Objectives, Self-Storage, and CDs

The good and bad of New Year's resolutions, podcasts, finding somewhere to store your junk and playing Myst in 1996

Hi, welcome to 2021, the date on which everything returns to normal: “we won’t be back in the office until 2021”, “the economy will recover in 2021”, “Black Widow will be in cinemas in 2021”. This said as if the virus would notice the year changing, look at its watch and say “oh good lord, is that the time, I must be going.”

Perhaps I’m being unfair, and it’s a quirk of language. Maybe people meant “we won’t be back to normal until at least 2021 at the earliest”. But part of me thinks about how we divide time into segments, viewing each year as fundamentally different, each decade as a cultural era.

In coding, we call these “magic numbers”; specific hard-coded values, instead of calculations. Rather than saying, “we’ll be back to the office in 2021,” a good engineer might split this into: “we’ll be back to the office when the virus has gone,” “the virus will be gone when the vaccine is rolled out,” “the vaccine will be rolled out in 2021.” Once you’ve done this re-arrangement, you can see “back to normal” won’t happen on 1st January 2021. It reveals your assumptions. But it also lets you update your reasoning when new information comes in. If, in fact, it takes two years to roll out the vaccine, or if the virus goes away some other way, you don’t need to change the sentence, “we’ll be back to the office when the virus has gone.”

I’m quietly fascinated by how our specialisms change the way we look at the world. I often wonder whether chess grandmasters, for example, see the world as a series of chess pieces. When they walk to the kitchen, do they think of themselves as rooks sliding across the board? Do they see castling and en passant everywhere? Could it be that people told simple stories of when things would be back to normal because they weren’t used to refactoring complex code?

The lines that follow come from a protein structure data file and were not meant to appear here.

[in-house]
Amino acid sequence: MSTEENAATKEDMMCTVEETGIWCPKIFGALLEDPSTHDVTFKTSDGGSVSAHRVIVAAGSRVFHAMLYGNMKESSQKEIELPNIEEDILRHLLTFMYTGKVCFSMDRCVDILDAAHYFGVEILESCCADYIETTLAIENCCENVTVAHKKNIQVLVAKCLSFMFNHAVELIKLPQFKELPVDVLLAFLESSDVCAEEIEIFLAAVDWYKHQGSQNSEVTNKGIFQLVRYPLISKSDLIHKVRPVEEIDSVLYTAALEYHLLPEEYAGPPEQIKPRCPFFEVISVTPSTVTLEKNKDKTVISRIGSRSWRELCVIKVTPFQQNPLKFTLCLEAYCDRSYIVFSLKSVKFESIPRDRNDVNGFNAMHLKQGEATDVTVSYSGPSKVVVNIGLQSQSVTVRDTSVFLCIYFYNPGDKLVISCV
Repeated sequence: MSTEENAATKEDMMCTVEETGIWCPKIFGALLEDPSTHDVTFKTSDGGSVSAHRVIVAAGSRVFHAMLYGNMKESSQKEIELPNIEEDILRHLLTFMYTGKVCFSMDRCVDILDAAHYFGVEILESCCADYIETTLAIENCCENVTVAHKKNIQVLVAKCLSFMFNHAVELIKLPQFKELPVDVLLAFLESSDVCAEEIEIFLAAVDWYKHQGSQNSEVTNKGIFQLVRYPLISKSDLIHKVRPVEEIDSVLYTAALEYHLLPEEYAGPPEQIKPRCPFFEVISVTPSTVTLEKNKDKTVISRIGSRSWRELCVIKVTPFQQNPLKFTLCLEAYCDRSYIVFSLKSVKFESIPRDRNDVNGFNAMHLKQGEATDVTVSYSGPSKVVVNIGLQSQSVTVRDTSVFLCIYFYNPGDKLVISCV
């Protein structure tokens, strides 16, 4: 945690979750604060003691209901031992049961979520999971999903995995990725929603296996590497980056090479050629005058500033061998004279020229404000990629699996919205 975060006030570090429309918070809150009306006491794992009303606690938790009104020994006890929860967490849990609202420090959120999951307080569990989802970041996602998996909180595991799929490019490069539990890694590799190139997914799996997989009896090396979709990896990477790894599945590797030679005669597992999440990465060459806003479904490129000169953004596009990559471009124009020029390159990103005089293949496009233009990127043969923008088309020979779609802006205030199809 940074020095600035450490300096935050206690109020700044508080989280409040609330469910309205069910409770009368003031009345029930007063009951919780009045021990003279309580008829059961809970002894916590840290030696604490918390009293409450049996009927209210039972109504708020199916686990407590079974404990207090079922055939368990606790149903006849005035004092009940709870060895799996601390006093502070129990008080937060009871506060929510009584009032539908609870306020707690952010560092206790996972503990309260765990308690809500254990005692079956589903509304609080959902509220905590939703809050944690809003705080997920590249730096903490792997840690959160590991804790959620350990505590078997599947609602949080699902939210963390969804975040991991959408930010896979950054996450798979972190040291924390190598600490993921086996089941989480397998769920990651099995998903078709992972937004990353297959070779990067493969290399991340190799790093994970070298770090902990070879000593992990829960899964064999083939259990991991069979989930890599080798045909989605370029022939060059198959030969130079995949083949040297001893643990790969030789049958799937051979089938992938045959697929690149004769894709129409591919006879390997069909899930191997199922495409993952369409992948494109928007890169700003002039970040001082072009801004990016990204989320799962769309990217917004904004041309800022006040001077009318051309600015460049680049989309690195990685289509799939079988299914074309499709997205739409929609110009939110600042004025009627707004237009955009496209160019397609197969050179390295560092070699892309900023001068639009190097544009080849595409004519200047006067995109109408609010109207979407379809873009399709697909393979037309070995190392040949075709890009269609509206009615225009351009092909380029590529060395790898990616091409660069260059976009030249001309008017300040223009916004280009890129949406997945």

Speaking of falling into the trap of thinking in years, on Medium this week, I have a piece about New Year’s resolutions and my love/hate relationship with them:

Hidden within resolutions is “resolute”. Someone who sets and keeps resolutions is resolute. The word conjures something big and sturdy. The US president’s timber oak desk is the resolute desk. There have been six USS Resolutes. Operation Resolute was the NATO-led peacekeeping force in Bosnia. Three Royal Navy ships have been HMS Resolute. I’m not sure I’d want to describe myself with the same word as an old boat or desk. Resolute people are dry and stuffy. They get up early and go for a jog.

And on the subject of New Year’s resolutions, I have started a podcast with Kiera (@theportablekj), a Senior Commissioning Editor at Icon Books. It always feels exposing, publishing content with you on mic or camera, natural and unfiltered, filled with ums and stutters. I am, also, poor at self-promotion. As Kiera said when we were discussing announcing this: We've done this thing. Don't listen to it yourself. Get some strangers to listen to it. Or if you do, have it at the lowest volume in the background while you’re on a work call.

The podcast is Bad Reads, with new episodes released on the first day of each month, and should be available at all the usual places (Apple, Google, Spotify, etc). It’s about the experience of being a reader - the way that, as much as we love words and books, we are fallible humans who can be bad readers. We skip pages, judge books by their covers, forget plot lines, get character names wrong, don’t read poetry, and sometimes just flat out don’t understand what we’re reading. Think of it as an antidote to an Amazon-owned book rating website. It’s not the reads that are bad, it is us.

If you’d like to hear us nattering about books and reading, the first episode, about the ways we are bad readers, is out now and the next episode, about how we find books to read, will be out on the 1st February (it is, as they say, in the can).


Here’s a fun, slightly meditative piece from Harper’s Magazine about self-storage:

A significant minority of tenants wind up renting for longer than they intended. And nearly a quarter of likely new renters say they plan to use their personal warehouse space for items they “no longer need or want.”